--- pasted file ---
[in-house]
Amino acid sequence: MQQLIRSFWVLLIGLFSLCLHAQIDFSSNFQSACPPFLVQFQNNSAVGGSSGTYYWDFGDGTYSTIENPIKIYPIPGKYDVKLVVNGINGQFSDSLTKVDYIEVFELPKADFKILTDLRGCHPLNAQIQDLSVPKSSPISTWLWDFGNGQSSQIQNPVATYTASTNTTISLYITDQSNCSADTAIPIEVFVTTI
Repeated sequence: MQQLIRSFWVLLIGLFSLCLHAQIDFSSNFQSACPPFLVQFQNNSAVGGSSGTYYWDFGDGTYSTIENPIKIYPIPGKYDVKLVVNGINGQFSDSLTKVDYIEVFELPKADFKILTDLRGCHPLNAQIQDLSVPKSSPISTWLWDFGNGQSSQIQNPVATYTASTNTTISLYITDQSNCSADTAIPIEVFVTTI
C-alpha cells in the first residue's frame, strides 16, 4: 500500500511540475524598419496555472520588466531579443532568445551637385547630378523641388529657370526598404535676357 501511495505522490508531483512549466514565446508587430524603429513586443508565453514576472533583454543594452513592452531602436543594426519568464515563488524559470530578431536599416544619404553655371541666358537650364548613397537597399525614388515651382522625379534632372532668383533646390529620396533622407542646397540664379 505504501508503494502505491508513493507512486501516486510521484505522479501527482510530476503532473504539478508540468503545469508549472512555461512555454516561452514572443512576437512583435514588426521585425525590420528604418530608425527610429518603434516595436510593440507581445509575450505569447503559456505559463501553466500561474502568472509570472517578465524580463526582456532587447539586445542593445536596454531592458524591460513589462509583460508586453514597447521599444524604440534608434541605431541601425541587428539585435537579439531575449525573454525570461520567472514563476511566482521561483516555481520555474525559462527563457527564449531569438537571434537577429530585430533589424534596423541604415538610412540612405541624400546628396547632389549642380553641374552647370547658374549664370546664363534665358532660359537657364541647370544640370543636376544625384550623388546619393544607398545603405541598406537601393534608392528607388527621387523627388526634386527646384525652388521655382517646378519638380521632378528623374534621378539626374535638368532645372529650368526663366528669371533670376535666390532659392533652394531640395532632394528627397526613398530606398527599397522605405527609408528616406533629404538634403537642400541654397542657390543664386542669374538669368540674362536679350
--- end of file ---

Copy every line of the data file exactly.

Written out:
[in-house]
Amino acid sequence: MQQLIRSFWVLLIGLFSLCLHAQIDFSSNFQSACPPFLVQFQNNSAVGGSSGTYYWDFGDGTYSTIENPIKIYPIPGKYDVKLVVNGINGQFSDSLTKVDYIEVFELPKADFKILTDLRGCHPLNAQIQDLSVPKSSPISTWLWDFGNGQSSQIQNPVATYTASTNTTISLYITDQSNCSADTAIPIEVFVTTI
Repeated sequence: MQQLIRSFWVLLIGLFSLCLHAQIDFSSNFQSACPPFLVQFQNNSAVGGSSGTYYWDFGDGTYSTIENPIKIYPIPGKYDVKLVVNGINGQFSDSLTKVDYIEVFELPKADFKILTDLRGCHPLNAQIQDLSVPKSSPISTWLWDFGNGQSSQIQNPVATYTASTNTTISLYITDQSNCSADTAIPIEVFVTTI
C-alpha cells in the first residue's frame, strides 16, 4: 500500500511540475524598419496555472520588466531579443532568445551637385547630378523641388529657370526598404535676357 501511495505522490508531483512549466514565446508587430524603429513586443508565453514576472533583454543594452513592452531602436543594426519568464515563488524559470530578431536599416544619404553655371541666358537650364548613397537597399525614388515651382522625379534632372532668383533646390529620396533622407542646397540664379 505504501508503494502505491508513493507512486501516486510521484505522479501527482510530476503532473504539478508540468503545469508549472512555461512555454516561452514572443512576437512583435514588426521585425525590420528604418530608425527610429518603434516595436510593440507581445509575450505569447503559456505559463501553466500561474502568472509570472517578465524580463526582456532587447539586445542593445536596454531592458524591460513589462509583460508586453514597447521599444524604440534608434541605431541601425541587428539585435537579439531575449525573454525570461520567472514563476511566482521561483516555481520555474525559462527563457527564449531569438537571434537577429530585430533589424534596423541604415538610412540612405541624400546628396547632389549642380553641374552647370547658374549664370546664363534665358532660359537657364541647370544640370543636376544625384550623388546619393544607398545603405541598406537601393534608392528607388527621387523627388526634386527646384525652388521655382517646378519638380521632378528623374534621378539626374535638368532645372529650368526663366528669371533670376535666390532659392533652394531640395532632394528627397526613398530606398527599397522605405527609408528616406533629404538634403537642400541654397542657390543664386542669374538669368540674362536679350